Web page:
Editorial

Religious and Theological Studies span a wide area of disciplines: Hebraic and Christian Thought, Hermeneutics, Comparative Religions, Cultural Interpretation; as well as Biblical, Systematic and Contemporary Theology.

ERATS Volume 1 Number 2, June 2019 is made up of twelve researched articles and a book review. Using philosophical principles, Amarkwei assesses the existential situation of the African youth; and proposes the ‘divine evolutionary education theory’ to guide youth education policies and approaches in Africa. Olusanya delves into the preaching situation in the 21st century Africa, influenced by urbanization, globalization and postmodernism; he draws implications of these for preachers in the African context. Appiah-Kubi contributes to the discussion of the Magisterium the official teaching of the authority of the Bishop – through his analysis of the different levels of teaching authority in the Catholic Church. Cremation has raised theological questions about the Christian doctrine of Resurrection of the body. Amevenku’s paper provides some answers from a theological perspective. Using the Northern Outreach Programme of the Presbyterian Church of Ghana as an example, Ziame demonstrates how missions could be carried out among marginalized people groups in Ghana in particular and the world in general. Obasanjo examines the religious and cultural perspectives of forgiveness and its universal relevance for peaceful co-existence, social harmony, and progressive nation-building. Neequaye discusses the positions of two scholars – Han Jonas and William Schweiker on the responsibilities humanity must shoulder in this technological age.  We need technological ethics which cannot be formulated universally. Adubofour and Badu compare the house church model in the New Testament times with its contemporary practice by the Church of Pentecost (CoP). Their paper highlights the strengths and weaknesses in the usage of the practice by the CoP. Tachin challenges Nigerian Christians to adopt the Puritan heritage – which is driven by a covenantal worldview that spans religious and social spectra, to heighten development in Nigeria. The Pentecost Event in Acts 2:1-13 has been interpreted variedly. Diboro’s exegesis of the text brings to the fore, its contemporary significance. Anderson Jr. and Tayviah examine the possible causes of corruption in Ghana, in spite of high religiosity-numerous Christians, Muslims and adherents of African Traditional Religion in the country. When a biblical text is translated from its Source Language (SL) into a Receptor Language (RL), does its meaning change from what it means in the SL? Kuwornu-Adjaottor and Kodom studied the Greek text of Matthew 5:1 and its translation into Asante-Twi (BSG, 1964/2012). The findings are that akuokuo (crowds) in the Asante-Twi translation gives a different meaning to the text – crowds of people; and that nnipadɔm best translates ochlous (crowd). Jesus saw the crowd (a multitude of people) and not crowds of people.  June 2019 edition of ERATS ends with a book review by Asibu-Dadzie Jnr. Biblical Hermeneutics: Five Views by Stanley E. Porter and Beth M. Stovell, eds.  The views provide insights into the discipline of Biblical Hermeneutics for biblical studies students and also for preachers and pastors.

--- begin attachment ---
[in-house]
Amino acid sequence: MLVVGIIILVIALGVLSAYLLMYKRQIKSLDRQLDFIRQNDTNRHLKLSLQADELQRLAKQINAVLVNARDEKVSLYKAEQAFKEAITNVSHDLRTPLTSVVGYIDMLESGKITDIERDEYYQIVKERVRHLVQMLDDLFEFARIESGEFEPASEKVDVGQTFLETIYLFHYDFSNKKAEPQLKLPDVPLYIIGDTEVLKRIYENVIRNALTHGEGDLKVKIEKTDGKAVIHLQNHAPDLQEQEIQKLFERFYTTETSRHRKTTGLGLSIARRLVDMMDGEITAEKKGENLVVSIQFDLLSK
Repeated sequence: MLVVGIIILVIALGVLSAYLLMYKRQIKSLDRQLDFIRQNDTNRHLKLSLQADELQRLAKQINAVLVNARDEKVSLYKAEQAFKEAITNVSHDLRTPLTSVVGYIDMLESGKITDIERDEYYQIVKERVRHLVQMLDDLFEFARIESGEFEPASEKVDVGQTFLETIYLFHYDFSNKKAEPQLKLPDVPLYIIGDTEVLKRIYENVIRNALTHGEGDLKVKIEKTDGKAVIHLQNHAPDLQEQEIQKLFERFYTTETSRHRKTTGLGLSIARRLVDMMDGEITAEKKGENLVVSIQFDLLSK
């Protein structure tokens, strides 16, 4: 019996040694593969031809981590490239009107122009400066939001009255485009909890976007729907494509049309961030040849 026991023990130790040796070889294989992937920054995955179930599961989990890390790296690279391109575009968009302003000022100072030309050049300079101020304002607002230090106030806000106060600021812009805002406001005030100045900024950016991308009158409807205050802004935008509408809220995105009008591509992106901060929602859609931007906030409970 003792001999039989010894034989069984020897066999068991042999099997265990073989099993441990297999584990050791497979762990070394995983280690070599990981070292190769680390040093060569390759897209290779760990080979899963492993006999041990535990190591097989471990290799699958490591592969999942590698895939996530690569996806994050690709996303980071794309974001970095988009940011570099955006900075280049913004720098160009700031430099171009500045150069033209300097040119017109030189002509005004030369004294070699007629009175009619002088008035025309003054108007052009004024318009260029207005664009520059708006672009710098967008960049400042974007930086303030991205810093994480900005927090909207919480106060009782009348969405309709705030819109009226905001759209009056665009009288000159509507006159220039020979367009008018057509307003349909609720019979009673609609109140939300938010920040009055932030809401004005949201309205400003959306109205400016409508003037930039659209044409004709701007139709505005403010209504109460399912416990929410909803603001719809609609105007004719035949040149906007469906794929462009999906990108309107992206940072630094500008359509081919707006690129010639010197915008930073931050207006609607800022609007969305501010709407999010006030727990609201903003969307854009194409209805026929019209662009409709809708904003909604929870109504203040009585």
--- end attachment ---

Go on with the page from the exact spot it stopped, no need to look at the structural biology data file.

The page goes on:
You are encouraged to use the articles for further researches and contribute to knowledge in Religious and Theological Studies.

Rev. Prof. Jonathan Edward Tetteh Kuwornu-Adjaottor (PhD)
Managing Editor – ERATS